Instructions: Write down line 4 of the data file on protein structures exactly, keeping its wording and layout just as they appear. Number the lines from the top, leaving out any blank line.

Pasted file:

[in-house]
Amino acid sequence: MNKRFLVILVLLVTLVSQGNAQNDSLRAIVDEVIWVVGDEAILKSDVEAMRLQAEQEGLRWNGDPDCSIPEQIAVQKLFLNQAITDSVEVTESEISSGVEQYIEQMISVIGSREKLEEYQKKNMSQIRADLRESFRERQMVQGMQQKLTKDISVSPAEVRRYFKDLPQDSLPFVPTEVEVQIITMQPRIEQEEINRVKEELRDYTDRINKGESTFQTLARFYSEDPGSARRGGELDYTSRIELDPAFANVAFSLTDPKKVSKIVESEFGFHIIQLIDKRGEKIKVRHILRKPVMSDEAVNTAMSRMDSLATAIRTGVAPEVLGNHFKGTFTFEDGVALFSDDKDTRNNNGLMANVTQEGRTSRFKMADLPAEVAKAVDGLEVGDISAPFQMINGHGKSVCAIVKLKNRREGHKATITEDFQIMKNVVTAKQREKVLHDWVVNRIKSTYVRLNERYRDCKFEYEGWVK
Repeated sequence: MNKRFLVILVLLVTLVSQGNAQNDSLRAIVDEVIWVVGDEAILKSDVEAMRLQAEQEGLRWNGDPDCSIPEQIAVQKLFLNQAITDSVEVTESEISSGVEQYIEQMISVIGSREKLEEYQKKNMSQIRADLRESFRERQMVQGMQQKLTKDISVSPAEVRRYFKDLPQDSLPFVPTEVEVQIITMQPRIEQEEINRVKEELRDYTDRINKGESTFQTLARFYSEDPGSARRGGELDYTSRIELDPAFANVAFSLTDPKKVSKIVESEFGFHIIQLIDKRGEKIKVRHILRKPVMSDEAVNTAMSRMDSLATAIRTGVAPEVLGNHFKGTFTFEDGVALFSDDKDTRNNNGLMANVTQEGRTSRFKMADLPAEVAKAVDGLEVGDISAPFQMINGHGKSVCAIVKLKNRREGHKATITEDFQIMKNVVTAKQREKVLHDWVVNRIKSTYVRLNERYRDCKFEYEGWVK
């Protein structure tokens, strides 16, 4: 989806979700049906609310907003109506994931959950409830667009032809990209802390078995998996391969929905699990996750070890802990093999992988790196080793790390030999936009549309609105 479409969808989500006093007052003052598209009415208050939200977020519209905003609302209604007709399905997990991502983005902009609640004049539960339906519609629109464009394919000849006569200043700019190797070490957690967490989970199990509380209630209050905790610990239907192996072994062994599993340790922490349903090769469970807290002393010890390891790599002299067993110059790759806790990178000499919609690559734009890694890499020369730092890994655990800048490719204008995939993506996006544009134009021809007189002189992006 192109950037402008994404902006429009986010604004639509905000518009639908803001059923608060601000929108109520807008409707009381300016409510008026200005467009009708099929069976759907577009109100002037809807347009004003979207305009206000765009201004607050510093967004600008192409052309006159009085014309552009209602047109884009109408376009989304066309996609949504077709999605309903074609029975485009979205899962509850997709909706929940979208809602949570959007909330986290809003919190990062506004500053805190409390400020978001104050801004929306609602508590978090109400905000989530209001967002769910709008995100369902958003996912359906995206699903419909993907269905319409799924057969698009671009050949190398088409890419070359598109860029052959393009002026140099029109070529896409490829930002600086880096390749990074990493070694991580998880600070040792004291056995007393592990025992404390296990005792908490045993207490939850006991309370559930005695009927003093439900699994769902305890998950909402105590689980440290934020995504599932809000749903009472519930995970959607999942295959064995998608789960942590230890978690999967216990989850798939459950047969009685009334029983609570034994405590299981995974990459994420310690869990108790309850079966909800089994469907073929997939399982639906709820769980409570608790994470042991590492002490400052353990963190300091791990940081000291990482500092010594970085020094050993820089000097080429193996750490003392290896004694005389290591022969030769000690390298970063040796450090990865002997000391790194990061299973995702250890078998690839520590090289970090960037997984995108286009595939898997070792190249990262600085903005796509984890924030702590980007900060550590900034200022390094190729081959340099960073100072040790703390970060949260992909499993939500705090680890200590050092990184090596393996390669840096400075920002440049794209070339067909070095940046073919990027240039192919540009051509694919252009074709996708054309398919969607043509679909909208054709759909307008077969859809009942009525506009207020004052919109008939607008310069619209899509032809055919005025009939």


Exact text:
């Protein structure tokens, strides 16, 4: 989806979700049906609310907003109506994931959950409830667009032809990209802390078995998996391969929905699990996750070890802990093999992988790196080793790390030999936009549309609105 479409969808989500006093007052003052598209009415208050939200977020519209905003609302209604007709399905997990991502983005902009609640004049539960339906519609629109464009394919000849006569200043700019190797070490957690967490989970199990509380209630209050905790610990239907192996072994062994599993340790922490349903090769469970807290002393010890390891790599002299067993110059790759806790990178000499919609690559734009890694890499020369730092890994655990800048490719204008995939993506996006544009134009021809007189002189992006 192109950037402008994404902006429009986010604004639509905000518009639908803001059923608060601000929108109520807008409707009381300016409510008026200005467009009708099929069976759907577009109100002037809807347009004003979207305009206000765009201004607050510093967004600008192409052309006159009085014309552009209602047109884009109408376009989304066309996609949504077709999605309903074609029975485009979205899962509850997709909706929940979208809602949570959007909330986290809003919190990062506004500053805190409390400020978001104050801004929306609602508590978090109400905000989530209001967002769910709008995100369902958003996912359906995206699903419909993907269905319409799924057969698009671009050949190398088409890419070359598109860029052959393009002026140099029109070529896409490829930002600086880096390749990074990493070694991580998880600070040792004291056995007393592990025992404390296990005792908490045993207490939850006991309370559930005695009927003093439900699994769902305890998950909402105590689980440290934020995504599932809000749903009472519930995970959607999942295959064995998608789960942590230890978690999967216990989850798939459950047969009685009334029983609570034994405590299981995974990459994420310690869990108790309850079966909800089994469907073929997939399982639906709820769980409570608790994470042991590492002490400052353990963190300091791990940081000291990482500092010594970085020094050993820089000097080429193996750490003392290896004694005389290591022969030769000690390298970063040796450090990865002997000391790194990061299973995702250890078998690839520590090289970090960037997984995108286009595939898997070792190249990262600085903005796509984890924030702590980007900060550590900034200022390094190729081959340099960073100072040790703390970060949260992909499993939500705090680890200590050092990184090596393996390669840096400075920002440049794209070339067909070095940046073919990027240039192919540009051509694919252009074709996708054309398919969607043509679909909208054709759909307008077969859809009942009525506009207020004052919109008939607008310069619209899509032809055919005025009939």